Framework for the development of solar power photovoltaic

In Greece, procedures for residential systems were simplified in summer 2010: a one-stop-shop has been set up reducing the procedure to a single step and systems in autonomous islands are now authorised. The procedure to install systems on historical buildings has also been simplified. In Slovenia, changes in September 2010 meant that PV systems of less than 1 MW no longer require a building permit, a major road block for the development of small to medium size systems.

However, in some cases such as in Spain or the Czech Republic, it has been acknowledged that procedures have become considerably more onerous, to the extent that it is now sometimes impossible to get a grid connection permit for projects, seriously hindering market development. In some cases, these barriers have been deliberately introduced recently by the national authorities in order to slow down or even stop PV development.

Today, the PV LEGAL consortium is publishing a new update of its resource database. The project provides a comprehensive overview of administrative barriers hampering the development of PV in Europe. It covers 12 countries, among these most of the main photovoltaic (PV) markets in Europe: Bulgaria, Czech Republic, France, Germany, Greece, Italy, the Netherlands, Poland, Portugal, Slovenia, Spain and the United Kingdom.

Care has been taken to ensure that the methodology used to analyse and assess the legal and administrative barriers reflects the reality in which market participants are operating: the database goes through the processes encountered to develop small scale residential systems, medium-rooftop commercial systems and large ground mounted systems (as applicable to each national market). The database contains a detailed description of the procedures, legal background and remedies, duration and cost of each step that needs to be taken to develop photovoltaic systems in each market segment in each market in the PV LEGAL project. Overall, the database is the most comprehensive collection of information of its kind publicly available today, making it an exceptional tool for:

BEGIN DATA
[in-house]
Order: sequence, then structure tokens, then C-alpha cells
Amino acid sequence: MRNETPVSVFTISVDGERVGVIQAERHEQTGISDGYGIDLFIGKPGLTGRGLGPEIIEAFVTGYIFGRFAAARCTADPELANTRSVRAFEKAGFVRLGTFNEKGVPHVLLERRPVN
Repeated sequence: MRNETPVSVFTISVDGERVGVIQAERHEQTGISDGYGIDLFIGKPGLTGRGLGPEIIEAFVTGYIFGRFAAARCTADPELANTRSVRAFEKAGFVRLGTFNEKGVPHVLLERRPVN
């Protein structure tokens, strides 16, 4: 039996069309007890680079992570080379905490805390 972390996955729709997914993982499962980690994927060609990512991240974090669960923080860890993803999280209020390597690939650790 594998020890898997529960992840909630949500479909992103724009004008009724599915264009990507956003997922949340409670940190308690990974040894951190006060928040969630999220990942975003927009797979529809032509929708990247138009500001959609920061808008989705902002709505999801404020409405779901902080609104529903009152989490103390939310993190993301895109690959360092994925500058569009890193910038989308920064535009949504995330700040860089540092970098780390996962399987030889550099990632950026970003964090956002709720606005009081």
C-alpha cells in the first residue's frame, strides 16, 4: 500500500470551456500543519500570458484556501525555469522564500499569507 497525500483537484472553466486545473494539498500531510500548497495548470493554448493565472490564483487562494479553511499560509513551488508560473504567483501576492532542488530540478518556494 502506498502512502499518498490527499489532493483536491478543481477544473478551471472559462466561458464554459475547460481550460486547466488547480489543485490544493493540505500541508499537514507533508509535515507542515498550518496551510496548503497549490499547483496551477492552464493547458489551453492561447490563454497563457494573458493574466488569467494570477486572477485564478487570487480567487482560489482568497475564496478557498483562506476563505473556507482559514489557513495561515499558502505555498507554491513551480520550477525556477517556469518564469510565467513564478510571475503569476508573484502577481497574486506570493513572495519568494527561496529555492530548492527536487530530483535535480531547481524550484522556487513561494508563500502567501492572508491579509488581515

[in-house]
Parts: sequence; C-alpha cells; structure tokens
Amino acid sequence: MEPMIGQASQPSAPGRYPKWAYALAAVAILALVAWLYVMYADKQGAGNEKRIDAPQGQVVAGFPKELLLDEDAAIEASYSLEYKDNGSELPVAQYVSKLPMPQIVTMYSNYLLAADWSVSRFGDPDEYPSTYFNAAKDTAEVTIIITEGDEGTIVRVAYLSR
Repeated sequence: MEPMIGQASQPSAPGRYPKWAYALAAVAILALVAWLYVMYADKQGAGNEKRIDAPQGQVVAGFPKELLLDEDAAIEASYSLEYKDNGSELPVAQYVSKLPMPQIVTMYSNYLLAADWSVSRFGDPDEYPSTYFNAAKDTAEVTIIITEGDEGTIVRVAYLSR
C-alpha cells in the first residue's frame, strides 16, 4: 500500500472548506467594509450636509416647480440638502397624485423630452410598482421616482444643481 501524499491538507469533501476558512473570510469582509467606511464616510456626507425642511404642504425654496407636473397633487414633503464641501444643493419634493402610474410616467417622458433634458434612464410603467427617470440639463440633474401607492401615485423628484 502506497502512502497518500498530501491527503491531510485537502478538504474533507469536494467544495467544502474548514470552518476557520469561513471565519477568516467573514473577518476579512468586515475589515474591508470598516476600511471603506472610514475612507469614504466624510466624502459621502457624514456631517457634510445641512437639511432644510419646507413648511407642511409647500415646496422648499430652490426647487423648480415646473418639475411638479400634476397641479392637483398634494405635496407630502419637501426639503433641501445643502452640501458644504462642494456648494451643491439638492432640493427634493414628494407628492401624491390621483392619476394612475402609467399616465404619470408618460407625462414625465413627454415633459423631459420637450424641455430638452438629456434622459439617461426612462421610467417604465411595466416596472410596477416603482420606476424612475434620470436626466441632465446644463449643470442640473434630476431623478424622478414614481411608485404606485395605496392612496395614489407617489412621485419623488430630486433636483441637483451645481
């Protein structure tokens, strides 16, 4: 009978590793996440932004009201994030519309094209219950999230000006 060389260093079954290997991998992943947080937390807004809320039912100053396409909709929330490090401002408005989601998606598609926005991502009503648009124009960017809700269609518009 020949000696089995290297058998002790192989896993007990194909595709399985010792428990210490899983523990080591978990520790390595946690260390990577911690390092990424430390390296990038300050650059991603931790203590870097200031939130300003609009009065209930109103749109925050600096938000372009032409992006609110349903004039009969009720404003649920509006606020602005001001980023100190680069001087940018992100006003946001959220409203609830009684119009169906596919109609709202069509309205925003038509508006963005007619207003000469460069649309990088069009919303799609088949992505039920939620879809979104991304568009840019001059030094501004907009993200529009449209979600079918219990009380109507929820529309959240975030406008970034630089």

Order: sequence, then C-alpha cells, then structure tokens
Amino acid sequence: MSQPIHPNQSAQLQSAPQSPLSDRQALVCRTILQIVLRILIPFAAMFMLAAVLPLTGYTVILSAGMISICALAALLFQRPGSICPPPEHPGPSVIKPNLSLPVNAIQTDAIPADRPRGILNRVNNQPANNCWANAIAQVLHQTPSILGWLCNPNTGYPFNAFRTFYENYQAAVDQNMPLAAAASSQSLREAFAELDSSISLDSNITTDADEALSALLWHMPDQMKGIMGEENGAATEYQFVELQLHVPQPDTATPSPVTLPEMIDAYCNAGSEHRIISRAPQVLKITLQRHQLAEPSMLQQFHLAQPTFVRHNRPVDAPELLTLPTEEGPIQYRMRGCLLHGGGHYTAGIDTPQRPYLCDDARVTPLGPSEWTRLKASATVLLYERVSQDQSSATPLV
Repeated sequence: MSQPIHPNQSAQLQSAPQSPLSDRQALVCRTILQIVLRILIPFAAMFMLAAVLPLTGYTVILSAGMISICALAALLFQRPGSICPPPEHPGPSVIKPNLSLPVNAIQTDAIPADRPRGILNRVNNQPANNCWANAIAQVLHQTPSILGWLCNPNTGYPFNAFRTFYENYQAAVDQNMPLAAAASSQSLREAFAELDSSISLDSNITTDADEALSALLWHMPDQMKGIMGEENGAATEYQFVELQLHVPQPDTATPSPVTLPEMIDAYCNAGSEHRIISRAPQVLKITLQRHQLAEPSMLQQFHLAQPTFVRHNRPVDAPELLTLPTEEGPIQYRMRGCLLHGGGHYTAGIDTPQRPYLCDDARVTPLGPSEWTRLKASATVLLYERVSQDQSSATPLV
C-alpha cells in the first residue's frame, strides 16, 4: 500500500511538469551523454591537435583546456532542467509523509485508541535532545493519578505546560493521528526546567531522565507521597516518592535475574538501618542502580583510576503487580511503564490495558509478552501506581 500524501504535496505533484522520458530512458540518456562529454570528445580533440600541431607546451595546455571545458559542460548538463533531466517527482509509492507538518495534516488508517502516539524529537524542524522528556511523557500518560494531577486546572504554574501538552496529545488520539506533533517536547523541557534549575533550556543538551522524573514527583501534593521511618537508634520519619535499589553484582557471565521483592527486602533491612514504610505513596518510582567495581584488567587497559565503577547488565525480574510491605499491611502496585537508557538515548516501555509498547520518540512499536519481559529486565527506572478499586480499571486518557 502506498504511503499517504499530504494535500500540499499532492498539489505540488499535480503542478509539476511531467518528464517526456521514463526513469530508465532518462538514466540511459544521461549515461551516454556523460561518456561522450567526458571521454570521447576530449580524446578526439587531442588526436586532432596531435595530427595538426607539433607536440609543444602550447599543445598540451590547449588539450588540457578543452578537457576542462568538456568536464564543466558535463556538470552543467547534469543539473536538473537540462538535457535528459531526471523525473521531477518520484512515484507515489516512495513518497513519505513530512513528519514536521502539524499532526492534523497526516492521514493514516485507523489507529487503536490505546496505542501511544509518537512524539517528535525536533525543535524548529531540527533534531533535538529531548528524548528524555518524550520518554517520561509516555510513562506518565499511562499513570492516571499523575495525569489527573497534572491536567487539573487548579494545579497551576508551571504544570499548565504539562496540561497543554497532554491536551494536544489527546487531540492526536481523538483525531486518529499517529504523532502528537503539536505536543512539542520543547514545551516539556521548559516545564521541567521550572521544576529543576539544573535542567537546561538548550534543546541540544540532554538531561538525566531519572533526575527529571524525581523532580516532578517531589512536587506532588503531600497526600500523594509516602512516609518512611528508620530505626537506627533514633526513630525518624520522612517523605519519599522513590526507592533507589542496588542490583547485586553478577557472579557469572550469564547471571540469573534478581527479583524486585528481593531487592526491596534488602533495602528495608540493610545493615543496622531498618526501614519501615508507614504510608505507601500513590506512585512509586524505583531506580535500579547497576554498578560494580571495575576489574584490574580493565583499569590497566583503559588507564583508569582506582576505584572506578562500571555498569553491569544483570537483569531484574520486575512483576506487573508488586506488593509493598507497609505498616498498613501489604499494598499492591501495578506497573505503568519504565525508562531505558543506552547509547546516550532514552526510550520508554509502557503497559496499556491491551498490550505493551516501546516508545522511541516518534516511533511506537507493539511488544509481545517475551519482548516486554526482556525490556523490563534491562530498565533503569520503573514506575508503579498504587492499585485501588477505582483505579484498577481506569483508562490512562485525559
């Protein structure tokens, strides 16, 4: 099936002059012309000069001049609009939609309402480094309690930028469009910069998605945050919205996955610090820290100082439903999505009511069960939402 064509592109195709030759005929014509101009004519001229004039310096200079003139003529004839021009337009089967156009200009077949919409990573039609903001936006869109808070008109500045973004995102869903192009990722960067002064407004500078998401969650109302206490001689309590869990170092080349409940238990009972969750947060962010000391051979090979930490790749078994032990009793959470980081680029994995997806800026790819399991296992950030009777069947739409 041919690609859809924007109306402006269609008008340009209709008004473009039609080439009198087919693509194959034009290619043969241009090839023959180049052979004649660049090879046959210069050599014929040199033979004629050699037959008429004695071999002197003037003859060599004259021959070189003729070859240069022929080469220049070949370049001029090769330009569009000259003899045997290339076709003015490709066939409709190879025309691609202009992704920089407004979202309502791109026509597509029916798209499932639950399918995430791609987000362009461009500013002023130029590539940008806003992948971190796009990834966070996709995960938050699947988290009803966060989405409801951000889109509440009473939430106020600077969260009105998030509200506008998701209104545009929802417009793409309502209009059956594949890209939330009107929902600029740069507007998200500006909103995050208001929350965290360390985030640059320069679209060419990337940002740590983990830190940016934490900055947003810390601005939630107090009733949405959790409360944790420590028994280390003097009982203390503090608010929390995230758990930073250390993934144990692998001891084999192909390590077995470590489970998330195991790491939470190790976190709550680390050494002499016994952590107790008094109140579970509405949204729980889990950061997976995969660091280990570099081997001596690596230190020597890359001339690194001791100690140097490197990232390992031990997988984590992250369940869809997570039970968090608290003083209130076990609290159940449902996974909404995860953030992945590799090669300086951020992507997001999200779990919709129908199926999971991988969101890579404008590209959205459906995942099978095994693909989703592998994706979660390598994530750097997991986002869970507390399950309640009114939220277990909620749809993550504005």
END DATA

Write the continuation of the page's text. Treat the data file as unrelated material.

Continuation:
Developers and installers, to find details of the steps required to install a PV system

National and European authorities and regulators

For each of the 12 markets covered by the project, detailed recommendations on how to improve the legal-administrative framework have been developed. If these recommendations were implemented, unnecessary bureaucracy could be removed, enabling reductions in the cost of national support schemes and facilitating quicker deployment of PV.